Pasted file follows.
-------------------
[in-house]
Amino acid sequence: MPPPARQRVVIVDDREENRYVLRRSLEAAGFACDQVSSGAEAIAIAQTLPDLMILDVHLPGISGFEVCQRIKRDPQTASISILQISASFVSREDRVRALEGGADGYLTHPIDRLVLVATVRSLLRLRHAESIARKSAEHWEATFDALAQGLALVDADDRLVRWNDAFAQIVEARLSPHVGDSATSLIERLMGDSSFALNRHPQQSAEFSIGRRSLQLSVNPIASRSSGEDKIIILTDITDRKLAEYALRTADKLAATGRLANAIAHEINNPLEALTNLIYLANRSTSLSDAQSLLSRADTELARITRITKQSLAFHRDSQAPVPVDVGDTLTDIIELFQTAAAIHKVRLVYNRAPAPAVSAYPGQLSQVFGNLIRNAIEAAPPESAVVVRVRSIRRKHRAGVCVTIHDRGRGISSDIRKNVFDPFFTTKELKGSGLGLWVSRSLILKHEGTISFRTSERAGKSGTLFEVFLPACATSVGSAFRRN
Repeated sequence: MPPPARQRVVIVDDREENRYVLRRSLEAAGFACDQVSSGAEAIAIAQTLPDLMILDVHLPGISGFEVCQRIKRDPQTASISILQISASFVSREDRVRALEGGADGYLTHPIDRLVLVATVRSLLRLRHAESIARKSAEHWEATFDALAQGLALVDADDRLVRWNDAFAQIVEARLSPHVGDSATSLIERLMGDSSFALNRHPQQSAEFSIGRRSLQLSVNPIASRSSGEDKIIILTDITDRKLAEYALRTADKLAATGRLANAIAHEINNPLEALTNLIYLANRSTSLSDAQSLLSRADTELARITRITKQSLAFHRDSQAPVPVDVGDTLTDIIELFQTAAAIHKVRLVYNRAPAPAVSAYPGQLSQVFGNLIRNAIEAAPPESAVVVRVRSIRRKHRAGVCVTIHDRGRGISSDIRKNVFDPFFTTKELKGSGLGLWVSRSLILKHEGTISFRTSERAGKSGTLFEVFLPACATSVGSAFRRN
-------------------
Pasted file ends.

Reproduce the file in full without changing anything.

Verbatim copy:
[in-house]
Amino acid sequence: MPPPARQRVVIVDDREENRYVLRRSLEAAGFACDQVSSGAEAIAIAQTLPDLMILDVHLPGISGFEVCQRIKRDPQTASISILQISASFVSREDRVRALEGGADGYLTHPIDRLVLVATVRSLLRLRHAESIARKSAEHWEATFDALAQGLALVDADDRLVRWNDAFAQIVEARLSPHVGDSATSLIERLMGDSSFALNRHPQQSAEFSIGRRSLQLSVNPIASRSSGEDKIIILTDITDRKLAEYALRTADKLAATGRLANAIAHEINNPLEALTNLIYLANRSTSLSDAQSLLSRADTELARITRITKQSLAFHRDSQAPVPVDVGDTLTDIIELFQTAAAIHKVRLVYNRAPAPAVSAYPGQLSQVFGNLIRNAIEAAPPESAVVVRVRSIRRKHRAGVCVTIHDRGRGISSDIRKNVFDPFFTTKELKGSGLGLWVSRSLILKHEGTISFRTSERAGKSGTLFEVFLPACATSVGSAFRRN
Repeated sequence: MPPPARQRVVIVDDREENRYVLRRSLEAAGFACDQVSSGAEAIAIAQTLPDLMILDVHLPGISGFEVCQRIKRDPQTASISILQISASFVSREDRVRALEGGADGYLTHPIDRLVLVATVRSLLRLRHAESIARKSAEHWEATFDALAQGLALVDADDRLVRWNDAFAQIVEARLSPHVGDSATSLIERLMGDSSFALNRHPQQSAEFSIGRRSLQLSVNPIASRSSGEDKIIILTDITDRKLAEYALRTADKLAATGRLANAIAHEINNPLEALTNLIYLANRSTSLSDAQSLLSRADTELARITRITKQSLAFHRDSQAPVPVDVGDTLTDIIELFQTAAAIHKVRLVYNRAPAPAVSAYPGQLSQVFGNLIRNAIEAAPPESAVVVRVRSIRRKHRAGVCVTIHDRGRGISSDIRKNVFDPFFTTKELKGSGLGLWVSRSLILKHEGTISFRTSERAGKSGTLFEVFLPACATSVGSAFRRN